Phil Bennett, a longtime college football coach, grew up in East Texas and has basically known Campbell his whole life.
“If you ever hit him just in the hole, it was like trying to grab a damn refrigerator,” said Bennett, who played college ball at Texas A&M. “We would swarm around him, and then all of a sudden, you’d see No. 20 come out of it. His balance was uncanny. You couldn’t knock him off his feet. His speed was so deceiving.
“If your pad level was slightly off, he was the hammer and you were the nail.”
Right now, Herman is the one hammering on his group.
“I would think after Saturday (scrimmage) that order will be set,” Herman said.
Contact Brian Davis at 512-445-3957. Email email@example.com.
Is there a magnificent one among these seven?
Here’s a look at the seven running backs on the Texas roster this year:
- Tre Watson, graduate transfer: Watson was actively pursued by multiple schools this offseason after his graduation from California. He averaged 8.1 yards per carry in four seasons. But it’s unclear how effective he can be after a torn anterior cruciate ligament injury last season.
- Kyle Porter, junior: The most experienced athlete in the room based on games played, Porter was a textbook downhill runner in high school. But that doesn’t exactly translate to the college game. He’s averaged 3.7 yards on 118 attempts in 22 games.
- Kirk Johnson, junior: The brother of receiver Collin Johnson, Kirk Johnson played in six games in 2015 before missing time due to injury. Then, he missed the entire 2016 season with a knee injury. He got back on the field last year in a special teams role.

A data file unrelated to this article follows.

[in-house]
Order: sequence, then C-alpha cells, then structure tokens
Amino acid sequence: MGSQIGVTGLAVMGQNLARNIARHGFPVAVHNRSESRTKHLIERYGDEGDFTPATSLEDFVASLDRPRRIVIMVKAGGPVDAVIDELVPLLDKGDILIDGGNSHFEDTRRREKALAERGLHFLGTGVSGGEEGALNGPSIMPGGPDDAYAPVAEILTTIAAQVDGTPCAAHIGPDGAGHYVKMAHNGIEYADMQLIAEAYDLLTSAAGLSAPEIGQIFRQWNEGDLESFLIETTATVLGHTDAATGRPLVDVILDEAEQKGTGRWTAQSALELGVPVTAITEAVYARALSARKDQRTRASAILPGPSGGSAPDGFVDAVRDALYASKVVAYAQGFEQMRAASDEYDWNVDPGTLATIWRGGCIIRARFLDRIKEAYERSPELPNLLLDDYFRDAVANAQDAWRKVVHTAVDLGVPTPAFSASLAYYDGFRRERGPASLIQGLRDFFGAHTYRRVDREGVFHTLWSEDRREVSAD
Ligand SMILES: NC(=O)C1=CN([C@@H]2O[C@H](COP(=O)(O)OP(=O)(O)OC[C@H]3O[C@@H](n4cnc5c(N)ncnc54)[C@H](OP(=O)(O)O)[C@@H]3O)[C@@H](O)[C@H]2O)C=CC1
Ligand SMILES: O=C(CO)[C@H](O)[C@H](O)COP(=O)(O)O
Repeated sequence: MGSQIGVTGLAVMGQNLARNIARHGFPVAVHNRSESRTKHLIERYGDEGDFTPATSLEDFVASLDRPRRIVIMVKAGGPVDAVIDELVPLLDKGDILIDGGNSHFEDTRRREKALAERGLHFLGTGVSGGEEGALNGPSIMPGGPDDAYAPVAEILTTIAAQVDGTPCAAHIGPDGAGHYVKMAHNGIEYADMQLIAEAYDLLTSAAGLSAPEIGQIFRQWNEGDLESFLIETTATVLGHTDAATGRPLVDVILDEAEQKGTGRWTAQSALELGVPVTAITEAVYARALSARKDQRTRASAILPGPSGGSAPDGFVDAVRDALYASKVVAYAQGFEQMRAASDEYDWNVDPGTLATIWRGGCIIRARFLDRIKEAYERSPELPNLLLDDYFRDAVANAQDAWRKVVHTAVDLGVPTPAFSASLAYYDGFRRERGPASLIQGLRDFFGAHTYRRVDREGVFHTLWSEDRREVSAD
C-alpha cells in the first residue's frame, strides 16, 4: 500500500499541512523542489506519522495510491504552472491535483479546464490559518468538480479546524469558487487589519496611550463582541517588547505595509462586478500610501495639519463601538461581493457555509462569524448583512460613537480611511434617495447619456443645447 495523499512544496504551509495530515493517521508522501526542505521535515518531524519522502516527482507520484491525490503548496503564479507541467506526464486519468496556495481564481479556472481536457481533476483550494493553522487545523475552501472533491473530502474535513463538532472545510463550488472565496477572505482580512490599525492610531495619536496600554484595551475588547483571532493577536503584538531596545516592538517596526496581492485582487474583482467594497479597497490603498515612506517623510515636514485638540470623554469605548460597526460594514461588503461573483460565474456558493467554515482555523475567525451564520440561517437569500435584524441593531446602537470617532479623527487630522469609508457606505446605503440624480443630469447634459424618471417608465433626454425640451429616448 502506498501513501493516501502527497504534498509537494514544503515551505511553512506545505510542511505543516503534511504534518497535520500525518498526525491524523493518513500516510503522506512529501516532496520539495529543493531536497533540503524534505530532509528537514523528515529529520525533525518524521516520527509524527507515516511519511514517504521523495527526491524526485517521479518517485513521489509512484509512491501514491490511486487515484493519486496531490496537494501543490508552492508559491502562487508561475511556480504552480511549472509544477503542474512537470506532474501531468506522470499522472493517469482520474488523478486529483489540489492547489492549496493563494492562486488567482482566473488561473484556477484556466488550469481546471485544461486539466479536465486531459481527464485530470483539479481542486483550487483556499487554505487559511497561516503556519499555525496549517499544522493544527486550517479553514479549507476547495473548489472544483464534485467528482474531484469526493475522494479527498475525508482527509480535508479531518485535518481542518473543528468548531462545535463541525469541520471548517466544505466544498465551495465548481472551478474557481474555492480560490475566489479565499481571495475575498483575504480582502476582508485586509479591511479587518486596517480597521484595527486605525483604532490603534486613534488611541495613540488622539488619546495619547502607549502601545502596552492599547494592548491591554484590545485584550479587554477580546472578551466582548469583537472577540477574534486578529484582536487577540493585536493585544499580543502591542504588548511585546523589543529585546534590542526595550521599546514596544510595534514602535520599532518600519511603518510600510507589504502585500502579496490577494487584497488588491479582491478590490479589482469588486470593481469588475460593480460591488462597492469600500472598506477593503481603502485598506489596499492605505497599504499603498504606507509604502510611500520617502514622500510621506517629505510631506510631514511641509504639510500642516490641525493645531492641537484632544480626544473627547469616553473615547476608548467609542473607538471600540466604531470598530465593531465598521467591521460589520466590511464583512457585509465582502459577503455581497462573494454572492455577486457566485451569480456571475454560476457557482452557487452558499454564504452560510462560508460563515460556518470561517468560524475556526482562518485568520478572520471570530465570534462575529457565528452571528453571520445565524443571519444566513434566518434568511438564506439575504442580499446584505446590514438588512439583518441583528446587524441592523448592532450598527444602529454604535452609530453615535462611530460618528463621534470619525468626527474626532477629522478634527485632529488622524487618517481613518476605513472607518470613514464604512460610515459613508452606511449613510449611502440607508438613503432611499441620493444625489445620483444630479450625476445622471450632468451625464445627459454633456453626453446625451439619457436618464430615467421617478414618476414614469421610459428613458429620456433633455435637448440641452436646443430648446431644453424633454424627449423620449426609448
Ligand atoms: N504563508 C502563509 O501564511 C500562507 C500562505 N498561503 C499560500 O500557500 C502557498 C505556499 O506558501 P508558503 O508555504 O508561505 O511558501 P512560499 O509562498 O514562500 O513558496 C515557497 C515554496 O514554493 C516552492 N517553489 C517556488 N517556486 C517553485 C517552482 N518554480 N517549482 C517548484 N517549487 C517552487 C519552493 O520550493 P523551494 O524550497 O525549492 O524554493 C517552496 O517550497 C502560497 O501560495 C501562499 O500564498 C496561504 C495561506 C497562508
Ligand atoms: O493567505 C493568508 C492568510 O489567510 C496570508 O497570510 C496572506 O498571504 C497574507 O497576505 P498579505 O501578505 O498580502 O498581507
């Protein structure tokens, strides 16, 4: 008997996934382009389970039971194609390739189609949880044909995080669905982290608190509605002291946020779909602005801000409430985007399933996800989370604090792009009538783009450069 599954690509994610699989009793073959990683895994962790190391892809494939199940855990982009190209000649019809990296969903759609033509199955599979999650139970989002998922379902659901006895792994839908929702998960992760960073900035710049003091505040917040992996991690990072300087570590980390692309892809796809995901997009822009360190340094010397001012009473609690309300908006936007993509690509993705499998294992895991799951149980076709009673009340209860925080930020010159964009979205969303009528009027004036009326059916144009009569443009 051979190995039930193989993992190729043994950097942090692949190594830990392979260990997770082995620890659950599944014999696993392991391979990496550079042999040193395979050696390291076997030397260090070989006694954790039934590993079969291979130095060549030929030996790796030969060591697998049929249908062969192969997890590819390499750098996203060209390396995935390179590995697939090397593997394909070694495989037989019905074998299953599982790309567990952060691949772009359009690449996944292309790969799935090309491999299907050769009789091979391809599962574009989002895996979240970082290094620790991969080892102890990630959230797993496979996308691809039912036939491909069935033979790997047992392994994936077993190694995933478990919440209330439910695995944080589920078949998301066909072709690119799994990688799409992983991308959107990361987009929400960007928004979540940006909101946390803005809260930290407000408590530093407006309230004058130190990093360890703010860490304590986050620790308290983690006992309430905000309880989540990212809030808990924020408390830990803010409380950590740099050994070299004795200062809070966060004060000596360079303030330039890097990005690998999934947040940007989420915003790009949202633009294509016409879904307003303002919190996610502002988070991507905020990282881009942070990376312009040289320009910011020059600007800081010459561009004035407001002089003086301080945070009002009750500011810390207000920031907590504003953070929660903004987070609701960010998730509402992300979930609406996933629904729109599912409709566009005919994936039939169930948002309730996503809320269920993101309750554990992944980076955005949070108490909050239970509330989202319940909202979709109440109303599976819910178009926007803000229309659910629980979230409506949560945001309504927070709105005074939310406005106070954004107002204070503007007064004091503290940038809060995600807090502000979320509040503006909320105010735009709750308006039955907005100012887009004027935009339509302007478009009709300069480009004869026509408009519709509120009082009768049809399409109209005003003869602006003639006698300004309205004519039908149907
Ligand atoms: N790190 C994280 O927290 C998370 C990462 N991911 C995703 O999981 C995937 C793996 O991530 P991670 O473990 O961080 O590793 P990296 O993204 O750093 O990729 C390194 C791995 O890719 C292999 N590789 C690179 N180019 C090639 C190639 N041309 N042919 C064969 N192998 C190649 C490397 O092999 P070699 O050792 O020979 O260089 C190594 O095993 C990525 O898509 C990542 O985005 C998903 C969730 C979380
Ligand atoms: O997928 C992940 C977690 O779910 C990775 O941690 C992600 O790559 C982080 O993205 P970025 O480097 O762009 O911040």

- Tristian Houston, junior: Houston was considered the 65th-best prospect in Texas coming out of Galena Park North Shore. He’s had a hard time moving up the depth chart. Houston, who redshirted in 2015, has played in only two games.
- Toniel Carter, sophomore: Born in New Orleans and raised in Houston, Carter started against Iowa State and Oklahoma State last season. He averaged 4.8 yards per carry on 53 attempts last season. But he’s got to secure the ball better.
- Daniel Young, sophomore: Another Houston product, Young started the last five games and showed real promise. He averaged 4.6 yards per carry and caught 13 passes for 153 yards. He had to get stronger this offseason to be an every-down candidate.
- Keaontay Ingram, freshman: Ingram had back-to-back 2,000-yard seasons at Carthage and played in the Under Armour All-America game. He also set the school record with 76 touchdowns. Texas coach Tom Herman has already said Ingram has “wow” in him.